It has taken me almost a year to get to the point where it actually feels good to knit, sort of relaxing like. And I love it. I think most people go faster than this (Jenny started a turtle about a month in), but, as you might have noticed, I'm somewhat scattered and jump around from project to project. I just wasn't good enough or fast enough to really like knitting at the onset. So, I just didn't do it. But, I'm finally at the point where I'm ready to knit something that I think I will actually wear.

And I will wear my headband every damn day. Because that's the kind of person I am. (Just ask Jeff about my favorite pair of North Face pants.)

Inspiring post, no? Too bad the finished length of the headband is more like 32 inches, instead of the 24 it was supposed to be. Even after I knit that damn gauge swatch 4 different times, using progressively smaller and smaller needles. The swatch was supposed to be 4 inches square when lightly stretched.

I guess it's that subjective word 'lightly' that got me. If something is not stretched enough at 4 inches then over the course of 24 inches, it's going to be 6 times off. Seriously though, it was not 5 inches, so I've come to the conclusion that swatches aren't all that helpful, which goes against the entire premise of my original post. I'm a walking contradiction, I tell ya.

So anyway.

Now I'm going to unravel this and reknit, casting on only 84 stitches instead of the original 120. (And Joey just helped me with the math involved in this calculation, taking into account that since the pattern is Knit 2, Purl 2, it needs to be a multiple of 4. Clever child.)

At this point, it's sheer stubbornness that's going to be responsible for the completion of this headband. And I really will wear it every day.

Wish me luck.


Breanna said...

Hang in there! I am a knitting newbie as well. I have almost completed three scarves. Last night I had my niece teach me how to cast off, so maybe, just maybe I'll have a finished product. Maybe. Good to know I'm not the only one struggling. I'm going to go check out that knitting help website, thanks for the link!

Anonymous said...

For what it's worth, that pattern (Calorimetry, right?) is notorious for being huge. Multiple-u huge, like this: huuuuge. So you're far from the only one, and it's not just newbies who run into that problem with this pattern. No matter what you choose to try next, it will almost certainly be easier than this was for you.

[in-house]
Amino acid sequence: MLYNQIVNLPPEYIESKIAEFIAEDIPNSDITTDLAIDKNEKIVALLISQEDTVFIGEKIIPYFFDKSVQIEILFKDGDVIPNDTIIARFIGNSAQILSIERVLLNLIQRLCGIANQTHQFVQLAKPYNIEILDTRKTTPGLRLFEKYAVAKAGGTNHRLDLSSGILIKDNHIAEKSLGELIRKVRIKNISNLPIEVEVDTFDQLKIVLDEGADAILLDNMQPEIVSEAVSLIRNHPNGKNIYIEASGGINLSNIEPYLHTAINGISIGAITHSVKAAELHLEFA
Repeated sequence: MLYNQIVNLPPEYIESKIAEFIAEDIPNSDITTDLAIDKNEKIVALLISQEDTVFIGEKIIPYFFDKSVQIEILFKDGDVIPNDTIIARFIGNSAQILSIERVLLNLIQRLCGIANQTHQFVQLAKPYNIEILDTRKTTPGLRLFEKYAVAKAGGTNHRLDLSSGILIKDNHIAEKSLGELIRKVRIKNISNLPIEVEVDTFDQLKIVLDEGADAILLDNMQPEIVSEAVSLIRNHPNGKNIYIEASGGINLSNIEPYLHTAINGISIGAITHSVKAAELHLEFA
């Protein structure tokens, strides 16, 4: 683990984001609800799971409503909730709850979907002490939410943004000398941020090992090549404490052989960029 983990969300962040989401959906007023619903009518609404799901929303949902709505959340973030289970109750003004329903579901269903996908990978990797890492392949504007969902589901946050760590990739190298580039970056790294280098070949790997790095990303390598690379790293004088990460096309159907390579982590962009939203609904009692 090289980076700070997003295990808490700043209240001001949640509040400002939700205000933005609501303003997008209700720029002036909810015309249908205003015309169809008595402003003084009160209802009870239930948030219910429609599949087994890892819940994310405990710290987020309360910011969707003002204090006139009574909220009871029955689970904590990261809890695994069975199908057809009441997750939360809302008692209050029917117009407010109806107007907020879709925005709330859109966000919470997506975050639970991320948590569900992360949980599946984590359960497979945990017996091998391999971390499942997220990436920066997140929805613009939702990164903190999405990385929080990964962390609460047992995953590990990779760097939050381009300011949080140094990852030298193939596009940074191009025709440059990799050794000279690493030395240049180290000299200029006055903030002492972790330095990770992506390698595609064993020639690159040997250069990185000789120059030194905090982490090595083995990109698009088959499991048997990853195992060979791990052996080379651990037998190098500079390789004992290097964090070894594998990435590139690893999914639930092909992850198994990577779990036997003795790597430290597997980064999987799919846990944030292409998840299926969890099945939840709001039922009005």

Whatever Works

Elora said...

Well im impressed with your knitting skills - Im admiring knitting from a distance as sewings giving me enough trouble as it is - although i do remember learning when i was about 7 years old and knitting a barbie scarf so one day i might return to that former glory. Keep going with that headband its looking good and im sure it the satisfaction of wearing it will be worth the effort.

Christine said...

I think the headband rocks! I crochet, and I always seem to have similar problems when it comes to length and width!

Geo said...

That's Calorimetry? I'm glad for the heads-up, because I want to make one too. I have a love-hate relationship with gauge. I believe it works for most people, but I've had some similarly irritating experiences WHEN I've gone to the trouble to gauge well. Aargh! Sorry you have to rip. Good luck.

auroramae said...

Did you take it apart yet? Maybe I could use it upside down as a sling to hold up all this hair. :)

Wendy said...

Too bad, Aurora, it's already pulled out.

But I am now really good at making giant headbands, so let me know if you want one. And I do think it would be perfect to hold all your hair.

Sarah said...

That yarn looks so cute in that pattern! Too bad gauge is a lying little weasel. :)